The arrival of the Covid-19 pandemic in Europe, starting in February 2020, led to extraordinary measures to slow down the spread of the virus, in particular through restricting the movement of persons. These restrictions included the closure of many parts of public administrations, access to ports for rescue vessels in Italy and serious disruption to […]
Accessing a Fair Asylum Procedure: Failures at the external borders of the European Union
Just as Frontex and national border guards are intensifying their coordination of external border controls, it is time to investigate how, whether and under what conditions, national fundamental and human rights bodies can cooperate and coordinate to provide the necessary counterbalance to the coordination of border controls. Ending the seemingly endless litany of deaths and human rights abuses occurring in or around external border operations of EU and Member State agencies (or through failure to act) is the only principled way forward that is in line with States’ commitments to respect, promote, and fulfill the human rights of migrants and refugees.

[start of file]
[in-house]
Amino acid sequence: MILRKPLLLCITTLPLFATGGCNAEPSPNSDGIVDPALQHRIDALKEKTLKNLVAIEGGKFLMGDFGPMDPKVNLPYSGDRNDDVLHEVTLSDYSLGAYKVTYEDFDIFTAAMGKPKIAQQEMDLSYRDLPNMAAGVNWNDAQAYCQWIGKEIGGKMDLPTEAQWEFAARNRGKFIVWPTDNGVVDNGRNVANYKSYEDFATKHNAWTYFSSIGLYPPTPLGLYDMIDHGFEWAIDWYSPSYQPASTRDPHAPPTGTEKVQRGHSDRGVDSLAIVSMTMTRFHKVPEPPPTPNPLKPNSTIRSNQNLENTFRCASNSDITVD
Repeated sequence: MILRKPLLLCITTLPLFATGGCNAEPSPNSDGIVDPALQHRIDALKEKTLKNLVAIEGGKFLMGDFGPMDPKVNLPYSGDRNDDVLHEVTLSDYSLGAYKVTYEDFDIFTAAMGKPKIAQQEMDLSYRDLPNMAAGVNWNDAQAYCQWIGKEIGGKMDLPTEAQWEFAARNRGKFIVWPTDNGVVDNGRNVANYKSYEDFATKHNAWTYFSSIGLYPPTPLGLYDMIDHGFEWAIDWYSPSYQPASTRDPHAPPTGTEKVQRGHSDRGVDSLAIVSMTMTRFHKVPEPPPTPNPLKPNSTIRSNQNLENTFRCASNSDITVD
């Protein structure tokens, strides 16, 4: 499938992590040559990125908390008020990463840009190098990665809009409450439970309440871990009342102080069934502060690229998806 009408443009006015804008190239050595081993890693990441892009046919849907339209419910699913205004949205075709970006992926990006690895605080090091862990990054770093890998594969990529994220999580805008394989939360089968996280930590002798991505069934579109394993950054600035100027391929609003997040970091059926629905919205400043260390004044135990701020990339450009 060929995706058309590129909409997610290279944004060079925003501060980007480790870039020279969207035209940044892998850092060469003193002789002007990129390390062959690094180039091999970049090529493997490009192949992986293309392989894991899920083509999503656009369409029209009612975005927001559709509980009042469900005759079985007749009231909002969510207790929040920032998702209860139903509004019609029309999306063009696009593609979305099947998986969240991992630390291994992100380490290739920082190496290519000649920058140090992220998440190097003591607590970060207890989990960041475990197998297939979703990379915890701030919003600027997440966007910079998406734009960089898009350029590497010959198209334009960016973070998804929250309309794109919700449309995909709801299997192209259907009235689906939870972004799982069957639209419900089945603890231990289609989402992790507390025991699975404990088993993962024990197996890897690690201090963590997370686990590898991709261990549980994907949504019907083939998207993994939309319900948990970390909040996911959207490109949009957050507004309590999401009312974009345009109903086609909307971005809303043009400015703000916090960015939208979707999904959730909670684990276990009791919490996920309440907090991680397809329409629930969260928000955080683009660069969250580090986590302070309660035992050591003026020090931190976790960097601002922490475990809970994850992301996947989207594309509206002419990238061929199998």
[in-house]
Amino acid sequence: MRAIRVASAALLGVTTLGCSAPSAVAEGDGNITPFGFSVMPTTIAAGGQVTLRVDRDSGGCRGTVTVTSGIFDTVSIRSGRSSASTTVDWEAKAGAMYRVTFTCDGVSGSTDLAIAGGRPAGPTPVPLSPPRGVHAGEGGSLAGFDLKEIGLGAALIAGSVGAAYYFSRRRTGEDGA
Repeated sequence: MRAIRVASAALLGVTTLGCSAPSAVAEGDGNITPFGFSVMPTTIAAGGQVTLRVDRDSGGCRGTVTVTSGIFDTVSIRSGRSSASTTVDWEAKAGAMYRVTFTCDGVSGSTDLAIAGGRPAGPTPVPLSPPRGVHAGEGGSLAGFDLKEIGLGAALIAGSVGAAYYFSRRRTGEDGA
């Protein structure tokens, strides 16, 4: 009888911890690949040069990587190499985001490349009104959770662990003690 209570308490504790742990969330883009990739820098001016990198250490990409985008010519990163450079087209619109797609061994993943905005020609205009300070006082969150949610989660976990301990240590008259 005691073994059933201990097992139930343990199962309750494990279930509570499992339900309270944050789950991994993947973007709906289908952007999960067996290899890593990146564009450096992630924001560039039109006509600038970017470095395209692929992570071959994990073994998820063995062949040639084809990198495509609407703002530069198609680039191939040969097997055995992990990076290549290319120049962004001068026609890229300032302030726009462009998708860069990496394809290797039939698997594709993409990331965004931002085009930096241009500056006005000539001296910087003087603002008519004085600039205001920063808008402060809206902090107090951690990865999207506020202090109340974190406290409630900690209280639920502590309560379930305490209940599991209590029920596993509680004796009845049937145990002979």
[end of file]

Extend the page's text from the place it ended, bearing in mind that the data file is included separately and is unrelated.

Producing more Morias across Europe? Questioning the Commission’s vision for border procedures
The European Commission’s vision for border procedures includes large hosting centres on the external borders of the European Union’. This strategy risks producing more Morias across Europe.
EU puts ‘Dublin to bed’ and launches New Pact on Migration and Asylum.
The overcrowded Moria camp has become an image of a failed collective effort to create cross-European solidarity for refugees and asylum seekers. On 23 September 2020 the European Commission launched their New Pact on Migration and Asylum aimed at replacing the heavily criticized Dublin Regulation. But what exactly is the ‘Dublin problem’ – and which solutions do the new pact hold? Four migration researchers offer their views below.
What does the new EU budget have in store for migration and asylum? The effect of crises on EU spend...
While the COVID-19 crisis is slowing down in Europe, EU member states have once again been called to decide on the priorities of the Union for the next seven years and agree on a massive recovery fund to mend the damages the pandemic has done to the EU’s economy. As Romanian Ministry of European Affairs, George Ciamba declared while his country held the rotating Presidency of the Council: “The European Budget is a reflection of how we see the European Union in the future”.
On 21 July 2020, after four days and nights of intense negotiations, EU leaders reached an agreement and announced the new Multiannual Financial Framework (MFF). As far as migration and border policy are concerned, the new MFF as agreed upon by the European Council looks little like the budget the Commission had in mind in the first place.